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Follow That Customer

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Posted January 10, 2003 By Jonathan Jackson     Feedback

In this economy, no one can afford to let a customer get away.

CRM at the Speed of LightCRM at the Speed of Light
By Paul Greenberg
480pp. Berkeley, CA: McGraw-Hill. $29.99.

What's the simplest way to generate sales online? Make that one-time purchaser at your site a repeat customer. Repeat customers are a business' bread-and-butter. And it's generally estimated that acquiring a new customer is 10 times more expensive than retaining an old one.

The importance of customer retention is the source of what is currently the strongest trend in e-business: customer relationship management, or CRM. Technically, it covers all touch points between a business and its customers. In the context of marketing, CRM often travels under the name of customization, personalization or one-to-one marketing.

In his encyclopedic tome, Paul Greenberg tells you just about everything you ever wanted to know about CRM. By no means a quick read, the time invested in digesting this book will undoubtedly pay off handsomely. The more you know about CRM, the better off you'll be.

For the sake of simplicity, we can say that it is the dialogue between a marketer and the consumer. This conversation has, of course, already been going on for years--it's just that it has changed radically, thanks to the revolution in IT. Current CRM growth is largely about the development of software that captures data from multiple sources, then databases it for analysis and distribution. It's not just about the Internet, but includes such things as call centers, inventory management and real-time availability of detailed customer information at the point of sale.

The tech-heavy nature of CRM has meant that mainly larger businesses and corporations have been its major users. Voting with their dollars, these companies have been spending huge sums on CRM. There's no question that IT, as it underpins e-business, can bring marketer and consumer into a close and warm (and very expensive) embrace. But focusing only on IT's potential overlooks the other side of CRM: the marketing side.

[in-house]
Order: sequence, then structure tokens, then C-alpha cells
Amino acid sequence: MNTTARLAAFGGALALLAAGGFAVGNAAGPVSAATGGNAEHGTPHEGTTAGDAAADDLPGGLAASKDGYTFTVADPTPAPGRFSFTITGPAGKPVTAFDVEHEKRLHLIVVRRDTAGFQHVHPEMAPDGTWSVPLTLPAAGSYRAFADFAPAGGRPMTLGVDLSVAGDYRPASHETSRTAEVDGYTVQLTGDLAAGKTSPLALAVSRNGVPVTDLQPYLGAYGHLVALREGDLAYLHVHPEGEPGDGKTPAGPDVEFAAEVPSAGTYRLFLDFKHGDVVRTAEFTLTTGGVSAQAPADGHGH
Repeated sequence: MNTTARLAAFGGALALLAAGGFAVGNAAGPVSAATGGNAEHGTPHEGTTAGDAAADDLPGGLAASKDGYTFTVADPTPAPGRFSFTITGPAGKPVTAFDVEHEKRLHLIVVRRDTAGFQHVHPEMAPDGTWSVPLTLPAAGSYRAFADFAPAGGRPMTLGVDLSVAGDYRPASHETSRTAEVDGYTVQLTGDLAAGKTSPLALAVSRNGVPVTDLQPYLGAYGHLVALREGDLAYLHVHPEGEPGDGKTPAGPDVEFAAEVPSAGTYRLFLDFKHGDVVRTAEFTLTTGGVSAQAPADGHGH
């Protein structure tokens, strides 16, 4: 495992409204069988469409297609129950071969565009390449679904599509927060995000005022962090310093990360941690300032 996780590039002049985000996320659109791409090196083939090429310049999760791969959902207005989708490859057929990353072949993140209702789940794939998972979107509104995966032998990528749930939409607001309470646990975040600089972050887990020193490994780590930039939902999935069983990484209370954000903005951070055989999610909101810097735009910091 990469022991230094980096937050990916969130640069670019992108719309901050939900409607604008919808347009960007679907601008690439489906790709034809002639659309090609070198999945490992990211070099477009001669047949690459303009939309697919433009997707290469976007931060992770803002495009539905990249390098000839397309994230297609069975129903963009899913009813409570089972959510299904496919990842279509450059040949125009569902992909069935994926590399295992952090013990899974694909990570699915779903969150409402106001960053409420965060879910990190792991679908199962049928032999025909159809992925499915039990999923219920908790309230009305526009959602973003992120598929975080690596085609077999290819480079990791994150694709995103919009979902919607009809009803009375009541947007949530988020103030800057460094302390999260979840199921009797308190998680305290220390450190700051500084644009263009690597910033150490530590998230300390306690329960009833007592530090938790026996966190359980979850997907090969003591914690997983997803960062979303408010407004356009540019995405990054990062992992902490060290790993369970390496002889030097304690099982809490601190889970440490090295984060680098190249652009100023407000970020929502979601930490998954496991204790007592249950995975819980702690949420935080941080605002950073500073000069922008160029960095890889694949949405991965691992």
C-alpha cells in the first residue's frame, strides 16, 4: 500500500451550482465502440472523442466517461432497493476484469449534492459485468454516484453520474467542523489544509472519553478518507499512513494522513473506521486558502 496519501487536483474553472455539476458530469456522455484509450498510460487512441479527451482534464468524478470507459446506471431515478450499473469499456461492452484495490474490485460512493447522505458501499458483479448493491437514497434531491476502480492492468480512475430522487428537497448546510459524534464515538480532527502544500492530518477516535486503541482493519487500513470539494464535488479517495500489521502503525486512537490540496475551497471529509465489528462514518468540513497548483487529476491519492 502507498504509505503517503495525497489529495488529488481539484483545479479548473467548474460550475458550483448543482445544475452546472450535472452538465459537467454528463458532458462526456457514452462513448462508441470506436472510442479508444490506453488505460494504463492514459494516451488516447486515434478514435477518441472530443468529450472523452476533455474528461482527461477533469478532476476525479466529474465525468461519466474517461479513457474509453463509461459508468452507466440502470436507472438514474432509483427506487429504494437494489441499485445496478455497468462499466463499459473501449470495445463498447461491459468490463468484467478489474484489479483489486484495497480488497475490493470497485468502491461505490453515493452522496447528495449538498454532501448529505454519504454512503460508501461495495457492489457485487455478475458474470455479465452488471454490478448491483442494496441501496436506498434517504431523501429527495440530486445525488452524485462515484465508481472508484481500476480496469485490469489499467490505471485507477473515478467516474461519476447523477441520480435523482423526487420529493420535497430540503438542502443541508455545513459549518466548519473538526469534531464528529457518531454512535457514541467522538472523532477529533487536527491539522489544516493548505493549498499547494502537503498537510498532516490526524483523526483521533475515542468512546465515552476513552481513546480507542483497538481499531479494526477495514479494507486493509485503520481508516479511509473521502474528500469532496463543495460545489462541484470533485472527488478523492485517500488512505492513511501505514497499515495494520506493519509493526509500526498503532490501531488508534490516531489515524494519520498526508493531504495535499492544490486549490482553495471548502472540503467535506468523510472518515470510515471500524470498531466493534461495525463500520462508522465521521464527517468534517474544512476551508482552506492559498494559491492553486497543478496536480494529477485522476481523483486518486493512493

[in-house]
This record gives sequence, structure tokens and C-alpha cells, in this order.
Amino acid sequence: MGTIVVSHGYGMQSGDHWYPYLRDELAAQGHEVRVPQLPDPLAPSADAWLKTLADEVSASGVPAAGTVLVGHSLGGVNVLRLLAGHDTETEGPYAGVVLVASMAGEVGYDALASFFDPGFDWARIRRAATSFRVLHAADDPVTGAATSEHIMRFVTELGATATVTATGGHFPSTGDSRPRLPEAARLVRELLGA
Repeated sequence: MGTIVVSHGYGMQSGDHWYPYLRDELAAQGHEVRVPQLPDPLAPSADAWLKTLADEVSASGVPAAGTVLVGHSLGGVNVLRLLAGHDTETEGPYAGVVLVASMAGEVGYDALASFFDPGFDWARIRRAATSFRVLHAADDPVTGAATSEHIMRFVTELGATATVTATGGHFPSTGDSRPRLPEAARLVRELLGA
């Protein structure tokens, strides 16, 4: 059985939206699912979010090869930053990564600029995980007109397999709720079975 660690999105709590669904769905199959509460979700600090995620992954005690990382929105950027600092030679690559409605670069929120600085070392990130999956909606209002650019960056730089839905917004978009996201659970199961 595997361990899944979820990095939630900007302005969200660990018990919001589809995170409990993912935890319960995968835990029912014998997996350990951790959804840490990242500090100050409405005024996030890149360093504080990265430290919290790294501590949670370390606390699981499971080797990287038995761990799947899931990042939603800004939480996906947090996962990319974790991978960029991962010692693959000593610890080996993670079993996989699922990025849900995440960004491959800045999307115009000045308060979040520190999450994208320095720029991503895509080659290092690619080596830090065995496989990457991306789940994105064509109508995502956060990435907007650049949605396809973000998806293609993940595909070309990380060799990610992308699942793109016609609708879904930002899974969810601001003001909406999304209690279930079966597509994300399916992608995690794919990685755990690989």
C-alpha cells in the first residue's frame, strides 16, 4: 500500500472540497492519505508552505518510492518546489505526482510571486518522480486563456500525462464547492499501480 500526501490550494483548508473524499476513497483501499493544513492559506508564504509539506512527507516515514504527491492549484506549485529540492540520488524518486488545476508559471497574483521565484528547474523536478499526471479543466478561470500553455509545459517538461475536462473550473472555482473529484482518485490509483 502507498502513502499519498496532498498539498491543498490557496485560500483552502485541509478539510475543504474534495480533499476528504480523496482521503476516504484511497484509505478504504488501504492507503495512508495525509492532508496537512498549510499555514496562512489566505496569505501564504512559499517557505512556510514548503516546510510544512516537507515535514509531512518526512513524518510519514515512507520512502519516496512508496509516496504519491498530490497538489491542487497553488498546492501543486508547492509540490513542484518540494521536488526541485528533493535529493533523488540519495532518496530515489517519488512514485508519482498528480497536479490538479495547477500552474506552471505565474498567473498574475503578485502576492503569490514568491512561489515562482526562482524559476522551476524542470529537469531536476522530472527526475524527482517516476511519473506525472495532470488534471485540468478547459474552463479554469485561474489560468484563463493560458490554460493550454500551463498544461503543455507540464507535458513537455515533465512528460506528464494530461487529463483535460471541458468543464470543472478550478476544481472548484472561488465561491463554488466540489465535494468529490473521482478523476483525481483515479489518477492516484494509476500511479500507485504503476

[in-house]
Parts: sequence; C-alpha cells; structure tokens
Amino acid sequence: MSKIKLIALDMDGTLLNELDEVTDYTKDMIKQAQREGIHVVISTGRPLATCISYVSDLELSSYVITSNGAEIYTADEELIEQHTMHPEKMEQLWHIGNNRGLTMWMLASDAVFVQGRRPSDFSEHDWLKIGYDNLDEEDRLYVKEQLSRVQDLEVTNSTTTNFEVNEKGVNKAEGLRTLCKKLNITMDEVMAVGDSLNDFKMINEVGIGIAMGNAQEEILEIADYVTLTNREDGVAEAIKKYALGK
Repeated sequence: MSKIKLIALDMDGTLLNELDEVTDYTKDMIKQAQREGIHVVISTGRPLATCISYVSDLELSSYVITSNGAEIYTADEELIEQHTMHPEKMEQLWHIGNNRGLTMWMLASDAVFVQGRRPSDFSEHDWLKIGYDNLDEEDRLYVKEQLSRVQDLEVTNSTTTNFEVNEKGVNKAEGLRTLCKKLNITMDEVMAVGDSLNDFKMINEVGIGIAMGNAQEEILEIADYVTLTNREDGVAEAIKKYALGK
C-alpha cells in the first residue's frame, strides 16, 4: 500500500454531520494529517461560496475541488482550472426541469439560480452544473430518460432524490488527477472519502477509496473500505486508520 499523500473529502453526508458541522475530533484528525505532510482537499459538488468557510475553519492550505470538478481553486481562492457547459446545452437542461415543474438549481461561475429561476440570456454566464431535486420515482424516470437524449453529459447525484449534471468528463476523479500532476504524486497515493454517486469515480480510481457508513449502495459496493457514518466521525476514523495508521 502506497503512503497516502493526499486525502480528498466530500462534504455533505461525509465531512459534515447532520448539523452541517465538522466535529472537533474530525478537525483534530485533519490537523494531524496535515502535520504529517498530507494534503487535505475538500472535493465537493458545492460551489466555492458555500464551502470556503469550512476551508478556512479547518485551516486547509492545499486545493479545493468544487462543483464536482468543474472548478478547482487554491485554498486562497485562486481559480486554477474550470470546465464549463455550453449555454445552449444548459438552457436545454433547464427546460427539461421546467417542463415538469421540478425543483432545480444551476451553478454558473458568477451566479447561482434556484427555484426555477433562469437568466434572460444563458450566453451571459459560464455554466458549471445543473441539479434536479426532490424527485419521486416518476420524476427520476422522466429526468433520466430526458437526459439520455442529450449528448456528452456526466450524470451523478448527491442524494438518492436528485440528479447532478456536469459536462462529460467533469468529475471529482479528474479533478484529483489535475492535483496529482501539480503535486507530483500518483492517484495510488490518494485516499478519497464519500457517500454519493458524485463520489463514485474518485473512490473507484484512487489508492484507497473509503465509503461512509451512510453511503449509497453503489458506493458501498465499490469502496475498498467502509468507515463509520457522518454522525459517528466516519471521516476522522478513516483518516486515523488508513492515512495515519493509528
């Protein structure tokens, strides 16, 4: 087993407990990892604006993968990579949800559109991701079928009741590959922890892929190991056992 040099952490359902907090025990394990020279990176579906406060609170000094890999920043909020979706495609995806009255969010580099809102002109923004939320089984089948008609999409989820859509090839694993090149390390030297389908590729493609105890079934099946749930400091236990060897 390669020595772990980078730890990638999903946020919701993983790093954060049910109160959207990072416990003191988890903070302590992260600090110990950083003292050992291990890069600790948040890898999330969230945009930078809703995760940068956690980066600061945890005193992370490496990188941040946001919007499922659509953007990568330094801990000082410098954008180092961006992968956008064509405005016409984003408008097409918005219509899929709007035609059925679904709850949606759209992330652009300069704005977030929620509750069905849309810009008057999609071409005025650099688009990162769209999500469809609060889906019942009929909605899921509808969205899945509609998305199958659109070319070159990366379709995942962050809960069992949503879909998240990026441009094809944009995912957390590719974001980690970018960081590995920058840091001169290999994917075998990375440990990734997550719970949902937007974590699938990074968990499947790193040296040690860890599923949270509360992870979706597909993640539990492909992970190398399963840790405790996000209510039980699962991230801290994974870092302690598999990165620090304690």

Stripped of all the IT, what does CRM really boil down to? Basically, it means knowing your customer and putting that knowledge to use. Many CRM professionals give the same advice: Keep it simple. That's good news for businesses on tight budgets.

If CRM is all about having a dialogue with your customers, then there's no better place to talk than the Internet. Think about the many ways you currently interact with your present and potential customers. For instance, they can call your company. But this is often expensive, as it typically requires a toll-free number, as well as the time of customer service personnel. Alternatively, they can use snail-mail. However, this is slow, and it also requires the company to respond with written material, generating printing and postage costs. What if all these things could be done quicker, cheaper and faster? In essence, that's what the Internet offers.

If there's one phrase that sums up a successful CRM strategy, it would have to be "the personal touch." Your customers will respond well to kindness. By tailoring a specific communication solely for that customer, you virtually guarantee a positive response. It's basic human nature: If a person feels that a message has been created just for her, she in all likelihood will be drawn to it. In the same way that a personal letter has more impact than a form letter, a personalized online experience is infinitely more seductive than a cookie-cutter Web site. The beauty of Internet technology is that it allows companies to personalize their Web sites in a cost-effective way.

All this and much more is discussed at great length in "CRM at the Speed of Light." While the expense and complexity of CRM may seem daunting at first, Greenberg lightens the load with a deft writing touch and boundless knowledge of the subject. And in this economy, no one can afford to let a customer get away.

Reprinted from ECommerce Guide.

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